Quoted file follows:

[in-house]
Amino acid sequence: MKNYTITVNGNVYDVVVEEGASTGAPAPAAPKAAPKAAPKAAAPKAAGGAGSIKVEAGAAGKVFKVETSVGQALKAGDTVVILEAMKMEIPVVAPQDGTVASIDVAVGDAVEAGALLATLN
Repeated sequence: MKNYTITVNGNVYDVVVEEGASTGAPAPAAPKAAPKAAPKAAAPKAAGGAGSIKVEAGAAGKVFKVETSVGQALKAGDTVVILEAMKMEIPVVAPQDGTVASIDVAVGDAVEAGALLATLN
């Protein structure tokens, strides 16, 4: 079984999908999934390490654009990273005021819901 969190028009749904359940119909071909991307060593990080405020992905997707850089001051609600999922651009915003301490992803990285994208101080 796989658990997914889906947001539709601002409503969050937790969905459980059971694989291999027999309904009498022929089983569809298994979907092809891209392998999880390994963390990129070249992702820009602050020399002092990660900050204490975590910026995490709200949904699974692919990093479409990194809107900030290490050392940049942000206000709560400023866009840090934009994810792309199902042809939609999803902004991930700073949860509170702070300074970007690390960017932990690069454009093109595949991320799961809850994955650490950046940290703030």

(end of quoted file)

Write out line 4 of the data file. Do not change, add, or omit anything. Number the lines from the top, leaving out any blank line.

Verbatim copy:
């Protein structure tokens, strides 16, 4: 079984999908999934390490654009990273005021819901 969190028009749904359940119909071909991307060593990080405020992905997707850089001051609600999922651009915003301490992803990285994208101080 796989658990997914889906947001539709601002409503969050937790969905459980059971694989291999027999309904009498022929089983569809298994979907092809891209392998999880390994963390990129070249992702820009602050020399002092990660900050204490975590910026995490709200949904699974692919990093479409990194809107900030290490050392940049942000206000709560400023866009840090934009994810792309199902042809939609999803902004991930700073949860509170702070300074970007690390960017932990690069454009093109595949991320799961809850994955650490950046940290703030």